The realization of this goal provided the motivation behind the push to hold the Ocean Conference this year to give SDG 14 a clear head-start in its overall implementation. As well Oceans has a significant place in the SAMOA Pathway and is an integral part of the Pacific Framework for Regionalism.
For Pacific islands, the new vision of sustainability includes conservation, sustainable management, balanced harnessing, and equitable share of economic returns from the utilization of marine and ocean resources.
And while everyone is quick to direct our attention to prioritize conservation above all else, which we have been doing voluntarily over the years, and will continue to do so unprompted; from our islands perspective, we also want to enjoy a greater and fairer share of the benefits derived from our ocean resources. After all, owners of other natural resources are doing exactly the same. Most are extracting the maximum benefit and influence possible from such natural resources provided this is done sustainably and effective management is in place.
Our message is simple. Our vulnerability due to current capacity and accessibility constraints, and perhaps lack of scientific knowledge of the issues at stake, should not be seen as the opportunity to harness our ocean resources optimally or a convenient distraction to deprive our people from enjoying their rightful share of those benefits.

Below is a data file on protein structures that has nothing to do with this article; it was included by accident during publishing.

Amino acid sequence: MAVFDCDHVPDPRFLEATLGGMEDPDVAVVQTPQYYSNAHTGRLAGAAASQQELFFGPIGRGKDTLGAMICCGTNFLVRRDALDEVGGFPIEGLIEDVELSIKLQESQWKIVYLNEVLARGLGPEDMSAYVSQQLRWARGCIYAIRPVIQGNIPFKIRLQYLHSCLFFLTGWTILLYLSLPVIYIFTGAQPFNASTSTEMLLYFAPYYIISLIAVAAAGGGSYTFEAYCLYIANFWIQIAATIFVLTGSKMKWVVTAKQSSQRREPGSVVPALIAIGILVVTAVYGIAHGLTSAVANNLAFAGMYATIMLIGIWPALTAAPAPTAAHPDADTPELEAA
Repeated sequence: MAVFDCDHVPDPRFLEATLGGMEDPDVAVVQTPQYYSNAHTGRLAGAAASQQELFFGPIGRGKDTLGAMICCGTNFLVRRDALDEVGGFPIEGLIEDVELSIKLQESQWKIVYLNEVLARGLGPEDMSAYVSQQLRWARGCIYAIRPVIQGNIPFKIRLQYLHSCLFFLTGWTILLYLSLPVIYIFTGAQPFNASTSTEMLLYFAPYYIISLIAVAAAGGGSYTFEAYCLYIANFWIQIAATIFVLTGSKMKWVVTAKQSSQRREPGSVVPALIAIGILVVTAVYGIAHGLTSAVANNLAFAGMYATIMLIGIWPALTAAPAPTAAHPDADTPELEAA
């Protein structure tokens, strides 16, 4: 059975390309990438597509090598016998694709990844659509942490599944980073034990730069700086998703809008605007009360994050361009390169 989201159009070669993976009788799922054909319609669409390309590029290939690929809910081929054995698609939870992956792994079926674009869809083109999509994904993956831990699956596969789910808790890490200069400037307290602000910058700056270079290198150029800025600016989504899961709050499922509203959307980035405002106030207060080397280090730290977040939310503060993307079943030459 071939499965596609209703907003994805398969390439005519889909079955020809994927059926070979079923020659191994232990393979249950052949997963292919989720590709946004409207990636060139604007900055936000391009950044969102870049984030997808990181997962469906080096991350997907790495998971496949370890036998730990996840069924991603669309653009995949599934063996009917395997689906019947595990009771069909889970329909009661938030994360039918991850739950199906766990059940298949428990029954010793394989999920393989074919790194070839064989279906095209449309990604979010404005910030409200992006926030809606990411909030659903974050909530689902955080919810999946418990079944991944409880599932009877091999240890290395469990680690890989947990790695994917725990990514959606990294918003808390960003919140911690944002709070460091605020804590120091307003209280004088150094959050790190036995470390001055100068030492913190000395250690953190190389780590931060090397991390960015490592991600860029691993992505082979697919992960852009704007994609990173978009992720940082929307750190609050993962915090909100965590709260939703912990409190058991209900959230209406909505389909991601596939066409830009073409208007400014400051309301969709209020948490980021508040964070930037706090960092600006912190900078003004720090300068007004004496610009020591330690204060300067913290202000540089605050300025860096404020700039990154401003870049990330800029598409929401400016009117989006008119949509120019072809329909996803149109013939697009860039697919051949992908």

The Sustainable Development Goal 14 on the oceans provides an integrated framework within which our islands can seek to try and balance the economic benefits to be realized from our ocean, seas and coasts, with the management and conservation of the fragile ecosystems that they accommodate.
Indeed, within the framework of the Third International Conference of Small Island Developing States - the SAMOA Pathway called for ambitious and urgent action on climate change, and stressed the need to protect biodiversity through efforts aimed at conservation and sustainable use of our oceans and seas, and the harnessing of ocean-based natural endowments.